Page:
Essential Picnic Luxuries for Summer Entertaining

July is a time for celebration on both sides of the Atlantic. The month holds great significance for France and America, so whether your flag of red, white and blue is striped or includes stars, revolution and independence are the raisons d’être for picnics and fireworks (les pique-niques et les feux-d’artifice.) After helping America win its war against the British, the American’s declaration of independence on July 4, 1776 emboldened the French and they decided to undertake their own revolution, which began with the storming of the Bastille on July 14, 1789. We have a lot to thank our ancestors for, but, putting guts and glory aside, let’s talk about what’s on the menu for these summer public holidays! It seems we might actually have the French revolution to thank for the naissance of the picnic. While al fresco dining had long been popular with the wealthy ruling classes in France, it wasn’t until after the revolution that the royal gardens and parks became open to the public, making picnicking possible for everybody.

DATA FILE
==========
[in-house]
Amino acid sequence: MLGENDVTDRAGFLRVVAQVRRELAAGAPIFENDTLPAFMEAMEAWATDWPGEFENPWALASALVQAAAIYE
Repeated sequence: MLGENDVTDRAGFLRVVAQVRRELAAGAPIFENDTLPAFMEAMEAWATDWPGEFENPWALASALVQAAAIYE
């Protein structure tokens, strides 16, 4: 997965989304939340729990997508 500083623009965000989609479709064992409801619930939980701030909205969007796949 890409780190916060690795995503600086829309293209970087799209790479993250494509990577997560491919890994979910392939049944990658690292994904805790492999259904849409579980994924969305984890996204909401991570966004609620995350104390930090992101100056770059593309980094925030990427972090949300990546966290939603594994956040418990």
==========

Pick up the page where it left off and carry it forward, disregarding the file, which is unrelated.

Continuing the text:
Fourth of July This year , why not keep your menu elegant yet simple, so that you can spend more time poolside with your guests. It’s always a good idea to have beer chilling on ice, but as a refreshing alternative, welcome your guest with a delicious and unique cocktail. My “ Independent Spirit” cocktail is a cucumber-rosemary infused vodka spritz, garnished with a slice of watermelon radish. For you west coasters who might need an extra kick, add a few jalapeños into the mix. Watermelon is quintessentially American. It’s the perfect appetizer for a hot summer day, cut into bite-size morsels; the addition of a leaf or two of arugula balances the sweetness of the fruit with a touch of bitterness. If up don’t have arugula, you can use basil in its place. Or, drizzle the watermelon with a balsamic vinegar reduction and some fine extra virgin olive oil. We often associate the Fourth of July with the Thirteen Colonies, so why not give a New England spin to a southern dish. Perhaps something like a sharable recipe such as a southern low country boil. Since I am a born and raised Connecticutian, I like to add lobster or Dungeness crab to the cornucopia instead of crawfish. For me, it’s all about making the extra effort. So, although this dish is usually tossed straight from the pan onto the table, why not elevate your guest’s experience by sacrificing a linen runner and serving the food alongside fine bone china. As for dessert, on a hot summer’s day; perfect